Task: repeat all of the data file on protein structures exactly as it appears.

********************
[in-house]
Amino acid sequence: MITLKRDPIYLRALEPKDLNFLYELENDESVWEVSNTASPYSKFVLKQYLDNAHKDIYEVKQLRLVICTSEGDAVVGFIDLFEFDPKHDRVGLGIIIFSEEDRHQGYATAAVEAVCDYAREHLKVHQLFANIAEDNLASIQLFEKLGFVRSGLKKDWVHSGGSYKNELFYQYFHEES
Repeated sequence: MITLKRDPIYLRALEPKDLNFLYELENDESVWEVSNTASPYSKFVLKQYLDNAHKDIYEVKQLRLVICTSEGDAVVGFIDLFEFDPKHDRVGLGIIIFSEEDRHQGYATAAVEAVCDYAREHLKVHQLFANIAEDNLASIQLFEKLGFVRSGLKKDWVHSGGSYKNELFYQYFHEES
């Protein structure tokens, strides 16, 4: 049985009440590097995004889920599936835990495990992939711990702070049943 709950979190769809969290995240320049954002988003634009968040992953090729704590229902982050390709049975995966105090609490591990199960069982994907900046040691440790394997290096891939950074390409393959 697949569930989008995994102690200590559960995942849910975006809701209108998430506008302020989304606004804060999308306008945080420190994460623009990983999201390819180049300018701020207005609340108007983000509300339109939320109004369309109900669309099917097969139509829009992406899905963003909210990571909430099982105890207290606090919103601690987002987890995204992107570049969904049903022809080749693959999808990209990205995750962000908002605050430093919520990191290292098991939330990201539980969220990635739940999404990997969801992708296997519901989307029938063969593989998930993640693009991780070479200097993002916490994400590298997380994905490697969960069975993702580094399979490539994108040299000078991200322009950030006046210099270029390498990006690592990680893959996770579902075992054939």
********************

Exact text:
[in-house]
Amino acid sequence: MITLKRDPIYLRALEPKDLNFLYELENDESVWEVSNTASPYSKFVLKQYLDNAHKDIYEVKQLRLVICTSEGDAVVGFIDLFEFDPKHDRVGLGIIIFSEEDRHQGYATAAVEAVCDYAREHLKVHQLFANIAEDNLASIQLFEKLGFVRSGLKKDWVHSGGSYKNELFYQYFHEES
Repeated sequence: MITLKRDPIYLRALEPKDLNFLYELENDESVWEVSNTASPYSKFVLKQYLDNAHKDIYEVKQLRLVICTSEGDAVVGFIDLFEFDPKHDRVGLGIIIFSEEDRHQGYATAAVEAVCDYAREHLKVHQLFANIAEDNLASIQLFEKLGFVRSGLKKDWVHSGGSYKNELFYQYFHEES
């Protein structure tokens, strides 16, 4: 049985009440590097995004889920599936835990495990992939711990702070049943 709950979190769809969290995240320049954002988003634009968040992953090729704590229902982050390709049975995966105090609490591990199960069982994907900046040691440790394997290096891939950074390409393959 697949569930989008995994102690200590559960995942849910975006809701209108998430506008302020989304606004804060999308306008945080420190994460623009990983999201390819180049300018701020207005609340108007983000509300339109939320109004369309109900669309099917097969139509829009992406899905963003909210990571909430099982105890207290606090919103601690987002987890995204992107570049969904049903022809080749693959999808990209990205995750962000908002605050430093919520990191290292098991939330990201539980969220990635739940999404990997969801992708296997519901989307029938063969593989998930993640693009991780070479200097993002916490994400590298997380994905490697969960069975993702580094399979490539994108040299000078991200322009950030006046210099270029390498990006690592990680893959996770579902075992054939």